Gaming giant Valve has unveiled the Steam Deck, its portable gaming device. With its dual thumb-stick controllers and seven-inch touchscreen, it resembles the bestselling Nintendo Switch. Valve hopes that, by pricing the Steam Deck at $399 (and up, depending on which memory tier you choose), it will compel millions of gamers to rush out and buy it—and that creates a potential opportunity for game developers everywhere.
If you’re a game developer who wants to take advantage of an upcoming platform (the first units are slated to ship in December), there’s some good news: Valve already has a good amount of online documentation about building games for the Linux-based Steam Deck, and it’s clear that Windows games can be ported to the new platform via the Proton compatibility layer.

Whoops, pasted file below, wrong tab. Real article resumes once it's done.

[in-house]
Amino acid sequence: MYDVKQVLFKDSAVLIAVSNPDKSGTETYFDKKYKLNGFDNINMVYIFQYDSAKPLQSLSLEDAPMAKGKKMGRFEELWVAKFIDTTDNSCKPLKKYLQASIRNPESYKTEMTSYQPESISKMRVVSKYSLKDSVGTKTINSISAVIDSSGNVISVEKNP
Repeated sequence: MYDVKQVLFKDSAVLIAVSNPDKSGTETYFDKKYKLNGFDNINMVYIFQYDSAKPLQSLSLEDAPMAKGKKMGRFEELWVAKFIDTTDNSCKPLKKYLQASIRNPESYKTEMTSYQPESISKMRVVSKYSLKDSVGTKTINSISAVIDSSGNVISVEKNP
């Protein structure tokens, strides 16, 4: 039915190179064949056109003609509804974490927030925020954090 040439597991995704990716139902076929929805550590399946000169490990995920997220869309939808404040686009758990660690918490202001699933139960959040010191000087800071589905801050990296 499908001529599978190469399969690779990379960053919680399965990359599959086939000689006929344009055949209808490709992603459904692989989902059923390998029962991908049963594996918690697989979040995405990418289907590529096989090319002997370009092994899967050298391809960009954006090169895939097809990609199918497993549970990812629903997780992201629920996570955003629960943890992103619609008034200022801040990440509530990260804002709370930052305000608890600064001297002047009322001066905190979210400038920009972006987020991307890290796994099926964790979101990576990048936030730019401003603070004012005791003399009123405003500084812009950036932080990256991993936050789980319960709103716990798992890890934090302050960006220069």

“The team has been working on and improving Proton for a while now, and it has a large amount of coverage,” reads one section of the documentation. “Most APIs are already supported by Proton, and most games work out of the box. We’re continuing to improve Proton compatibility, and our goal is to get as close to full coverage as possible.” On that same page, Valve has a list of known issues as well as steps for setting up a Linux test environment on a PC.
Valve also plans on issuing Steam Deck developer kits, but quantities will be scarce. In lieu of a kit, Valve offers instructions about optimizing games for Steam Deck, including controller function.
For developers, the other question is whether the Steam Deck will prove a hit with audiences, especially given how the Nintendo Switch still dominates the market for handheld gaming devices. Valve has gone the hardware route before; its Steam Machine console, released five years ago, failed to become a sizable challenger to the Xbox or PlayStation. However, Valve’s Steam service remains a substantial force in the gaming world, and the ability to port Windows-compatible games could give the Steam Deck a substantial library upon launch. If you’re a game developer, keep an eye on this one.